Driving the Mars Exploration Rovers (MER) mission further into its fourteenth year of surface operations, Opportunity continued hiking the slopes of Cape Tribulation in February and finally reached the crest of Endeavour Crater’s western rim. There, the robot field geologist looked around with her Panoramic Camera ‘eyes,’ took dozens of pictures of her view, and was about to hit the road – until the scientists saw something too intriguing to pass up in the images the rover was sending home.
“It’s kind of an important time for Opportunity,” said MER Deputy Principal Investigator Ray Arvidson, of Washington University St. Louis (WUSTL) during the final days of the month. “This is it for Cape Tribulation and so we stopped short of going over the crest to acquire a good, parting shot.”
But in the images the MER scientists saw an outcrop of finely striated bedrock that looks like it had been etched or carved by something. So they decided to have Opportunity also conduct one last scientific campaign before departing. “We were about to exit the ‘door,’ but suddenly we discovered this ‘door’ is pretty exciting,” said MER Project Manager John Callas, of the Jet Propulsion Laboratory (JPL), the birthplace of all NASA’s Mars rovers.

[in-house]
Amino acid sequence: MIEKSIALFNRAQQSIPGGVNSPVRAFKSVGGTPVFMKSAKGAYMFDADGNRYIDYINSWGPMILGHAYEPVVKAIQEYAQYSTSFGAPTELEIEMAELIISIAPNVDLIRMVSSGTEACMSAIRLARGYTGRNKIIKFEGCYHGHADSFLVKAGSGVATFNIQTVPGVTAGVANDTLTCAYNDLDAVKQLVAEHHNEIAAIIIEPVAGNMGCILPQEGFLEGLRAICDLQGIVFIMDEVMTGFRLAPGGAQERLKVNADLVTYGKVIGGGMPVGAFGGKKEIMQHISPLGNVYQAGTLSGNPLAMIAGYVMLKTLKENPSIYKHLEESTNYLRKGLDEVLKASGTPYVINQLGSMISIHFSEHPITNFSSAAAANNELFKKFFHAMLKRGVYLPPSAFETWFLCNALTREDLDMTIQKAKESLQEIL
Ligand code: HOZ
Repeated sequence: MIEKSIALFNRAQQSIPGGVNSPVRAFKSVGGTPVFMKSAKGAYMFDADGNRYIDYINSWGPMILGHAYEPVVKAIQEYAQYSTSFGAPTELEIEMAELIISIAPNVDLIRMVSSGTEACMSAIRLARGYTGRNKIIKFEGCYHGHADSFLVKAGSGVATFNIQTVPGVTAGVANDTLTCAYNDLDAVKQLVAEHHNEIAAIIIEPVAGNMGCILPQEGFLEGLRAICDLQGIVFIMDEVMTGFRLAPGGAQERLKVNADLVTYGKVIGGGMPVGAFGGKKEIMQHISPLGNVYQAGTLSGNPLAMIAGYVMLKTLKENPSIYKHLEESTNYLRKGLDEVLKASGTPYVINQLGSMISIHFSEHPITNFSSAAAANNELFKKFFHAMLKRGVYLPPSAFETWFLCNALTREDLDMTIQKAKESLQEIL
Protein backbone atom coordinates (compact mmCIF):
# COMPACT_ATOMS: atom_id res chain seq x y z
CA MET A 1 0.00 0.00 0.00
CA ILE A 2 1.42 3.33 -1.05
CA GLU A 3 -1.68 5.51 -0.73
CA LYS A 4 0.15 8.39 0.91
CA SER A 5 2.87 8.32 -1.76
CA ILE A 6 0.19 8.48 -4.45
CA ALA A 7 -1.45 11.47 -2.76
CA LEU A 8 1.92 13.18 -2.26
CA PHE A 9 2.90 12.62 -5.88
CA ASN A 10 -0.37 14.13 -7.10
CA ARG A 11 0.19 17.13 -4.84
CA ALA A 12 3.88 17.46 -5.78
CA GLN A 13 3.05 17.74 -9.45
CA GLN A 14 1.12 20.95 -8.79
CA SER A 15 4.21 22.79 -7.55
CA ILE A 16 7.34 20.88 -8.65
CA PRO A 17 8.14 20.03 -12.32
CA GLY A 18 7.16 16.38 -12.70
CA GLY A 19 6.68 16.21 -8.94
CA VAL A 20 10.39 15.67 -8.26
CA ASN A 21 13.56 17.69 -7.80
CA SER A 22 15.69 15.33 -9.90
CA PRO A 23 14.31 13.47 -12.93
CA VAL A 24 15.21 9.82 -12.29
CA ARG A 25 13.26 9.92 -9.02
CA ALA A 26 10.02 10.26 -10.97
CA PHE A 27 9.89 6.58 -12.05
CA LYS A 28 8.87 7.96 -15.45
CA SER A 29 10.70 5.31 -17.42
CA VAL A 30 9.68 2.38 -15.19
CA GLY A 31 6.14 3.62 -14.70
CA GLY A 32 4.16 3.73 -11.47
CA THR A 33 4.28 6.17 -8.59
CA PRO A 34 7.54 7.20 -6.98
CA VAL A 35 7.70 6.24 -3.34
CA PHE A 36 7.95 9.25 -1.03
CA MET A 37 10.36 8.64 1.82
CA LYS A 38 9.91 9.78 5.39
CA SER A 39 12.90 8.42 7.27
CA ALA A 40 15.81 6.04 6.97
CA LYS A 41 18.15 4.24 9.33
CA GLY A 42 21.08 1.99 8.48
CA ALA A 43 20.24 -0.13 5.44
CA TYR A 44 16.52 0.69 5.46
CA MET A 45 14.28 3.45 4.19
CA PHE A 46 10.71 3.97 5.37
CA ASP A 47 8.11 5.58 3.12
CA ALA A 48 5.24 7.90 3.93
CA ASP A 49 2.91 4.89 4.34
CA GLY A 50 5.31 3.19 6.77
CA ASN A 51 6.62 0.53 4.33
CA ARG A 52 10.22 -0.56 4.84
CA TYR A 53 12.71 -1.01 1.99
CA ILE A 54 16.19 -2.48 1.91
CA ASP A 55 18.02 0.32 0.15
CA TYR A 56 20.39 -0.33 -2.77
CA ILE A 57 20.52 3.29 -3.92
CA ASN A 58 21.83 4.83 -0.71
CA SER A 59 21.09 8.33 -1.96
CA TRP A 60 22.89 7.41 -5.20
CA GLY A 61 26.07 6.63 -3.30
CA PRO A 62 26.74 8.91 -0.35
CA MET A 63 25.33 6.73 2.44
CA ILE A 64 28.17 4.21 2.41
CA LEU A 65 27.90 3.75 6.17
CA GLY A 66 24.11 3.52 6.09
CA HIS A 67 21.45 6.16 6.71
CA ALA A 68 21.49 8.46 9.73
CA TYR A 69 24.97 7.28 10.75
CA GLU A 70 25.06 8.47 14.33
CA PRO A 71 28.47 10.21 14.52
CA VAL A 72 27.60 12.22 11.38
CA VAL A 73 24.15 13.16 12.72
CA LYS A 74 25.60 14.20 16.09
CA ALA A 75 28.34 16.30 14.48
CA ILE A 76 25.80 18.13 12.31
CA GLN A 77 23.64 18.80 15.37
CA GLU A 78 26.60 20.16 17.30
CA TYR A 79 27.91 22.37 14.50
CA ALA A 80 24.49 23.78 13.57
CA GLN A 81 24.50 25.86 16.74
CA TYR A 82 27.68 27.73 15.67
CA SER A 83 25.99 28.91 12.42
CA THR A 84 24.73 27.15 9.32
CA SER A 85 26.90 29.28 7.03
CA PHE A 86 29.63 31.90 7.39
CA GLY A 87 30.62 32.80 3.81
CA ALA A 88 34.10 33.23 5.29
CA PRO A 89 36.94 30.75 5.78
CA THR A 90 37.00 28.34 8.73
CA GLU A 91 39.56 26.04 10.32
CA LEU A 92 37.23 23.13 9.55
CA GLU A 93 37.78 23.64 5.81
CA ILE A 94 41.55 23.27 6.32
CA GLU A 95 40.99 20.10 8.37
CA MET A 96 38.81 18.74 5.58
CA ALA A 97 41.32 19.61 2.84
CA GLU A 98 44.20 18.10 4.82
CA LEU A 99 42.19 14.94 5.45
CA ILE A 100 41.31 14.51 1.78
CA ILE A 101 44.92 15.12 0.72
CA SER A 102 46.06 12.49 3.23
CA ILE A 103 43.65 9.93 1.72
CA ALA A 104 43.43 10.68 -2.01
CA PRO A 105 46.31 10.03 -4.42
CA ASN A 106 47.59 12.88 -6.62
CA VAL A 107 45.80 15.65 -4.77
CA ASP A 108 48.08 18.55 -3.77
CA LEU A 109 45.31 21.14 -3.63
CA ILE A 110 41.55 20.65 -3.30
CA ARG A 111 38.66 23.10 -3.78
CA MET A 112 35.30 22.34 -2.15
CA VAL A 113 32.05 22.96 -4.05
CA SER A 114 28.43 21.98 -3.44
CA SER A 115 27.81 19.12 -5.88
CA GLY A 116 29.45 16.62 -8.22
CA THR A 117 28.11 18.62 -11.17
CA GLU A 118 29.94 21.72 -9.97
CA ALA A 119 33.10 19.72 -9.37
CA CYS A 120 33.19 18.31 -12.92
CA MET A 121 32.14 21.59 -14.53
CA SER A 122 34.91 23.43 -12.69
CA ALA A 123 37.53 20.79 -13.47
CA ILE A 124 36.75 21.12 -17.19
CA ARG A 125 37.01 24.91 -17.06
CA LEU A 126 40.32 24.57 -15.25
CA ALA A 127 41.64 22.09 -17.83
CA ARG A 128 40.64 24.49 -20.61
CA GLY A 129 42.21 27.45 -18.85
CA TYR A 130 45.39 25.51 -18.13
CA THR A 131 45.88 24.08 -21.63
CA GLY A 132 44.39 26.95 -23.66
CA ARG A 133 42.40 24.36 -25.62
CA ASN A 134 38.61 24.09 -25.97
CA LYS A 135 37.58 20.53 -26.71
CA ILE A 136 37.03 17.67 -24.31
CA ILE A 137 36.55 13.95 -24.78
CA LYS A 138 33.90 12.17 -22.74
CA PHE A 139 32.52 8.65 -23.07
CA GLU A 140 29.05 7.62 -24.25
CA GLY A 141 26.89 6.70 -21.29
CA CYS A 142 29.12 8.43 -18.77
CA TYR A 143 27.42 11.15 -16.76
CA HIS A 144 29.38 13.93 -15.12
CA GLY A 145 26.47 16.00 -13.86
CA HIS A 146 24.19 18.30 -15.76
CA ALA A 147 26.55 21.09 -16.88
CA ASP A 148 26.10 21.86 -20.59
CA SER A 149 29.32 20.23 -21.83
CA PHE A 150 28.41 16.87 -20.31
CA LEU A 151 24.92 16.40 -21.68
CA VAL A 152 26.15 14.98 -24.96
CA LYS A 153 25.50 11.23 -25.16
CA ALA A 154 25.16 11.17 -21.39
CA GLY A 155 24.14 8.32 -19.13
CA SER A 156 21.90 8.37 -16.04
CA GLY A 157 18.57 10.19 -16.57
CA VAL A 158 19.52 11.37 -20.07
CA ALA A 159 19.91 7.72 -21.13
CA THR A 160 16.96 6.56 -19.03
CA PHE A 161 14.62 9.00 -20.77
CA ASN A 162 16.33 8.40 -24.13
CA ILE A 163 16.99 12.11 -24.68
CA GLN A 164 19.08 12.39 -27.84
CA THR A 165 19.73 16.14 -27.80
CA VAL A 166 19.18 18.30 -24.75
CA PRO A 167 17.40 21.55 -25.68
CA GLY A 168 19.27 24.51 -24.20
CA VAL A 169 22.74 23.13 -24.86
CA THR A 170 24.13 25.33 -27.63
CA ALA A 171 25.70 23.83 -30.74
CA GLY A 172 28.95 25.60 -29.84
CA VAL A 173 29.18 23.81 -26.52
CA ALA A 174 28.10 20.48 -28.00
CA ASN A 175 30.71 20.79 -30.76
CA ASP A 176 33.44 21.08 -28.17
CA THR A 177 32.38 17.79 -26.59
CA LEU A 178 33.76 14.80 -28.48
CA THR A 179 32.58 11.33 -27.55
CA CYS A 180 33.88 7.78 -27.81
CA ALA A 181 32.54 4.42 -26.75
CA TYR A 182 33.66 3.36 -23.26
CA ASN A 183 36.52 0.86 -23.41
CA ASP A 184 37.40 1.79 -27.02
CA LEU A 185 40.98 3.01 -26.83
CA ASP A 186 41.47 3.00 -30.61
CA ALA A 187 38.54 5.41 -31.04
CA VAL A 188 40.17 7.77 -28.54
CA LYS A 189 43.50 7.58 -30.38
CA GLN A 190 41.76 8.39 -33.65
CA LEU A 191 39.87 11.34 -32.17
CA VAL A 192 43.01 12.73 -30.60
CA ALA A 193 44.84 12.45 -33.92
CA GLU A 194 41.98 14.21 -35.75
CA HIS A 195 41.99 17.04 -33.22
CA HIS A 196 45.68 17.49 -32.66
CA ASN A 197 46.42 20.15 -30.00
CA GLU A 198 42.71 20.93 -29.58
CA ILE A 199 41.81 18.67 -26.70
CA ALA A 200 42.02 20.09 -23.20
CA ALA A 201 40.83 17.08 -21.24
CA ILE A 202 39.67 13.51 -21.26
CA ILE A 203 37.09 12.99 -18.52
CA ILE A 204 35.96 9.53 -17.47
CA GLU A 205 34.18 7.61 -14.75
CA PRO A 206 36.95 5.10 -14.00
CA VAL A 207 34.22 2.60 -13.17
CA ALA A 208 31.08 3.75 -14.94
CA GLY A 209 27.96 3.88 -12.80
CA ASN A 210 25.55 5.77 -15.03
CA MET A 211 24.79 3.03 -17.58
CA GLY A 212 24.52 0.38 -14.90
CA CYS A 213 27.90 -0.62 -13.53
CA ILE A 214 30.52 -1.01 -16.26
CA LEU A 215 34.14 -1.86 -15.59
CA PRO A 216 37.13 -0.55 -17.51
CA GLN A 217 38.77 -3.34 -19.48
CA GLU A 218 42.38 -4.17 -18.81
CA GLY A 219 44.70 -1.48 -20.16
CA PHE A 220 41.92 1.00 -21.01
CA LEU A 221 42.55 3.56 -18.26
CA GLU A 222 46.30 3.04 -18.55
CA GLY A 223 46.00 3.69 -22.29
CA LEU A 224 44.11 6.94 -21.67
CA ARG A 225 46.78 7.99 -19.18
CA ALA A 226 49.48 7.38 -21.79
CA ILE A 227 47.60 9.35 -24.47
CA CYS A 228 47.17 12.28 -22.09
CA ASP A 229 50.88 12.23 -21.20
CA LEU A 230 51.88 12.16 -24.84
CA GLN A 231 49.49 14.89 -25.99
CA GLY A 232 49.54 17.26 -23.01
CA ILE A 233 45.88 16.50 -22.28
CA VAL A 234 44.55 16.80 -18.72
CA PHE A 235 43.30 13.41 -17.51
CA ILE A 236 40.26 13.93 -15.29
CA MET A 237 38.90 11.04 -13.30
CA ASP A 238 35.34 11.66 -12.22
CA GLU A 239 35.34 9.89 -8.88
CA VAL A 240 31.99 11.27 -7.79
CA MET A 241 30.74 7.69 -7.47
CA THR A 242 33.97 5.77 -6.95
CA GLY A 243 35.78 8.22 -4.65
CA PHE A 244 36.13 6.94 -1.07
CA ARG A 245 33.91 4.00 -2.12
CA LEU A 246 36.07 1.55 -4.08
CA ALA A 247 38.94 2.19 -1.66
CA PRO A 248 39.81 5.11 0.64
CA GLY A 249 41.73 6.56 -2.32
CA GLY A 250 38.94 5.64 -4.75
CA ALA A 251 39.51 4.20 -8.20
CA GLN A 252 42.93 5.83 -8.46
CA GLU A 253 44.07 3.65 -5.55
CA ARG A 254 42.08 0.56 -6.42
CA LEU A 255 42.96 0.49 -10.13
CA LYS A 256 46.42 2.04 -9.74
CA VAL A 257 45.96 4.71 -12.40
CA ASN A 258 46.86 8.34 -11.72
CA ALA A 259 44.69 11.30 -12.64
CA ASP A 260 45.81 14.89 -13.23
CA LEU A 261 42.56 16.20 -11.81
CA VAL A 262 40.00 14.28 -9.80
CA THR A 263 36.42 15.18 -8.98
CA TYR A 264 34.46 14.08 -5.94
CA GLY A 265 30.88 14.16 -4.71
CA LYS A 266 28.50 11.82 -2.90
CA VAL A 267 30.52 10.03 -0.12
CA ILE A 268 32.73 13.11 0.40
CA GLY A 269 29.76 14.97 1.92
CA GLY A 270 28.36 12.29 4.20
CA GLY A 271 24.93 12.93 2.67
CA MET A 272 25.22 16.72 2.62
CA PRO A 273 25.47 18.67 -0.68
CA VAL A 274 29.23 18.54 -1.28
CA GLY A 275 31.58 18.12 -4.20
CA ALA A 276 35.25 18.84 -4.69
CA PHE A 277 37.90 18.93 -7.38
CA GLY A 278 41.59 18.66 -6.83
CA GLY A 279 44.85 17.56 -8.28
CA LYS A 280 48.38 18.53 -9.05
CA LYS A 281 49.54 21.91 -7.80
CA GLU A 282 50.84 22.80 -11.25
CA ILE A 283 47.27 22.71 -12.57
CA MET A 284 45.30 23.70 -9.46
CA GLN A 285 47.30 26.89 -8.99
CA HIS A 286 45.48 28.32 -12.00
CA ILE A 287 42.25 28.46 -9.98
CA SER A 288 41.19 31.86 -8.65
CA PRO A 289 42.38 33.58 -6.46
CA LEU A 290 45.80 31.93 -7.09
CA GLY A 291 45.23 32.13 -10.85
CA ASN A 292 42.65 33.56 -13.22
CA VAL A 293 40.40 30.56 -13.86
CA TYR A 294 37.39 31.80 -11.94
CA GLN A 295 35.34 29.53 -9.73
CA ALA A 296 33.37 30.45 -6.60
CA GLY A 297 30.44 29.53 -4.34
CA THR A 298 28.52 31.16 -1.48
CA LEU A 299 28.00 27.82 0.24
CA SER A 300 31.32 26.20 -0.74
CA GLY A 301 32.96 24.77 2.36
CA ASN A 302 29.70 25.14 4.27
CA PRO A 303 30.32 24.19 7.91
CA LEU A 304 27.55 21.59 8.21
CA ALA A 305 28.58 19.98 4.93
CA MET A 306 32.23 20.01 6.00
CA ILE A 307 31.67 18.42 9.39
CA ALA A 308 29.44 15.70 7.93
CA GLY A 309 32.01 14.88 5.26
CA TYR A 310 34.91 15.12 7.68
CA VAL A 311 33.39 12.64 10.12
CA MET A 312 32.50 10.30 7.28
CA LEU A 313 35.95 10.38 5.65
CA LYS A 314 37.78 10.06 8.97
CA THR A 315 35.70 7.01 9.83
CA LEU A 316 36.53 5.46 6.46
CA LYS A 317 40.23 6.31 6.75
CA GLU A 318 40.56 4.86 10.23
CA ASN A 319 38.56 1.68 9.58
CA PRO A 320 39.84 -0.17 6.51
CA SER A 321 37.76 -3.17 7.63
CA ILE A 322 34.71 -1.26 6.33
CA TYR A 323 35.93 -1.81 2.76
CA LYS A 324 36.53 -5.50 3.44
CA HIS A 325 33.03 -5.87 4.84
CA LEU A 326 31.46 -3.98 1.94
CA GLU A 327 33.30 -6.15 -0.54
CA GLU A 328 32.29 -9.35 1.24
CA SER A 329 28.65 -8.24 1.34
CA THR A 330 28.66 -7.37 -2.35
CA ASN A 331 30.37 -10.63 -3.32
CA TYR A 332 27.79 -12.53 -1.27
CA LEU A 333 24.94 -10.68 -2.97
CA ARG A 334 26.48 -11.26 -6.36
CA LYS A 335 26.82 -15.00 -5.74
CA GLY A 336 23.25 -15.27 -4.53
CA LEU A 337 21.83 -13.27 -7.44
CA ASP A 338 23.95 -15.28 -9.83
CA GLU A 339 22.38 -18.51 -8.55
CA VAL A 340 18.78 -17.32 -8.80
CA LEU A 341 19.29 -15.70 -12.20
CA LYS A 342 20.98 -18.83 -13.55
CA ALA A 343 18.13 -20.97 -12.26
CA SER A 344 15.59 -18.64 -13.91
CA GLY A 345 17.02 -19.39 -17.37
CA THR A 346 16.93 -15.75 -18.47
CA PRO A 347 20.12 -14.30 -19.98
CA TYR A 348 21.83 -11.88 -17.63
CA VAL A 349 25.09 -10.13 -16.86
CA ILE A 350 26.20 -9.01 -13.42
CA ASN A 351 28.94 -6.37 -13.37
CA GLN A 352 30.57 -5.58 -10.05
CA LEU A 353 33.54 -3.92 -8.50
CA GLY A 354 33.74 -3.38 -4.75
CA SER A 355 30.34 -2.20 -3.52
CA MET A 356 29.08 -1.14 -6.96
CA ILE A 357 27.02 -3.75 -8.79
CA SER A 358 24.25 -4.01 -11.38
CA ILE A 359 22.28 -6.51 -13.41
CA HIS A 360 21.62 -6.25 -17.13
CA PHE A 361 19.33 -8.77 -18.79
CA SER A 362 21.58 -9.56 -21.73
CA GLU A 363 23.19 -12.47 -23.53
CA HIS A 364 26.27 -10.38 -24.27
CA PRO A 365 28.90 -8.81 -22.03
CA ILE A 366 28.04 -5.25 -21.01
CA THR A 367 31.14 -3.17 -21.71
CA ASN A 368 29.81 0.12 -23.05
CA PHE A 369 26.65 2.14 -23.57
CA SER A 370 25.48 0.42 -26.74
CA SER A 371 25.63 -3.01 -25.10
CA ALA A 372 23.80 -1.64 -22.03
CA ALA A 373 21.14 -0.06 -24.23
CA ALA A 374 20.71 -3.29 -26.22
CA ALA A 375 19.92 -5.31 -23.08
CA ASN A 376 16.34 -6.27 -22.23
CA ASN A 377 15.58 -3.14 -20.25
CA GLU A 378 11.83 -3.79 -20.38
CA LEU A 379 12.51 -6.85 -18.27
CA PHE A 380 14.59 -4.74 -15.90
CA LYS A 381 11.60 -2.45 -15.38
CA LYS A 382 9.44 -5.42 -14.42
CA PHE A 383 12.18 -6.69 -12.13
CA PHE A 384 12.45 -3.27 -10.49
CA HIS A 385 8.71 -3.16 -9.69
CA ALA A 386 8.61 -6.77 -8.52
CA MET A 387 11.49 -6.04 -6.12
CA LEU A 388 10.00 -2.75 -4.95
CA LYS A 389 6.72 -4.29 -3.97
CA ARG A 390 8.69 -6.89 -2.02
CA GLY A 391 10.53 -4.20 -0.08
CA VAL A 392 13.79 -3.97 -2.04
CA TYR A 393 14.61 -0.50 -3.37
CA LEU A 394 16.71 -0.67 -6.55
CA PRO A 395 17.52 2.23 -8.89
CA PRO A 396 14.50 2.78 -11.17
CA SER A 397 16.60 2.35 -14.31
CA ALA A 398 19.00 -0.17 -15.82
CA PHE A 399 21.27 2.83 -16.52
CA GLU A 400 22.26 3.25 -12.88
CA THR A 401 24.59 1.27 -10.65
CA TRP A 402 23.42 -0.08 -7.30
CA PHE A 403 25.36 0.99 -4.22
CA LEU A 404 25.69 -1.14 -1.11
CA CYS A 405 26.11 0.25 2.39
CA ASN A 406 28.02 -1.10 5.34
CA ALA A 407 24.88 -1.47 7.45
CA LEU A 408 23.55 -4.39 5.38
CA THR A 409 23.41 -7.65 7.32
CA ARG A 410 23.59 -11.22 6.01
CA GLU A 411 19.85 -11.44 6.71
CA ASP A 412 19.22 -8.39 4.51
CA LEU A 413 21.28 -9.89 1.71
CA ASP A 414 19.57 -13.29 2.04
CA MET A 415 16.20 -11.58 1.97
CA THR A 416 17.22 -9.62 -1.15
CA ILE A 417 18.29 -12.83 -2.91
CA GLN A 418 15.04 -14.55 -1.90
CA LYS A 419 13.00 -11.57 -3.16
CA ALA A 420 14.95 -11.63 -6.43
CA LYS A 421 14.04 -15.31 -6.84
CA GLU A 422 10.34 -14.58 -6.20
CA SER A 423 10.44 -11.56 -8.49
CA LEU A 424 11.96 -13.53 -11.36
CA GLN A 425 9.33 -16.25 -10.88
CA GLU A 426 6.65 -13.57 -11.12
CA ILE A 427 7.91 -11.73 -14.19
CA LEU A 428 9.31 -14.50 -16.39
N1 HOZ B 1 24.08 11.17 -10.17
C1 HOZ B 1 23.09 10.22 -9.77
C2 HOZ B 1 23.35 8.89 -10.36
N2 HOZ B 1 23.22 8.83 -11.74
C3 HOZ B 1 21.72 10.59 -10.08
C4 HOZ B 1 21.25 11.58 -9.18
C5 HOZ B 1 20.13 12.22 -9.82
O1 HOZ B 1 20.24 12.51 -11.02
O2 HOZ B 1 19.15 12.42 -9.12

The outcrop is more of the same breccia bedrock that formed during the impact that created the 22-kilometer (about 13.7-mile) diameter Endeavour, which the team calls Shoemaker Formation. Opportunity has been roving on and around this breccia since pulling up to the crater’s western rim in August 2011. “But we realized it would be our last full science campaign in Cape Tribulation and of Shoemaker breccia, maybe forever,” said Arvidson. More than that, this sample of Shoemaker is so visually distinctive the scientists were compelled to command the rover to take a closer look.
“We decided to take some detailed Pancam imaging of the area and are still debating whether the geomorphic expressions, the striations were formed by wind or ice or something else that occurred during the impact,” said MER Deputy Project Scientist Abby Fraeman, who first worked on the mission in 2004 while still a high school student and one of The Planetary Society’s Red Rover Student Astronauts.
After Opportunity completes her final science campaign, the plan is for the rover to exit Cape Tribulation and drive as quickly as possible to the mission’s next major science attraction, a gully, about 710 meters (0.44 mile) down the road, a place just named Perseverance Valley, where the mission will make more history with the Martian history it uncovers.
Extending down the big crater’s western rim at Cape Byron for approximately 200 meters (about 656.17 feet), the gully is just a few tens of meters wide and in orbital images looks to have been carved by water, in part because of seemingly telltale channels that branch from it. A small nearby crater superimposed on the rim indicates the gully is a very old geological feature, one that, like Endeavour, most likely dates to the Noachian Period 3-4 billion years ago when Mars was more like Earth, and featured lakes and rivers, and perhaps even an ocean.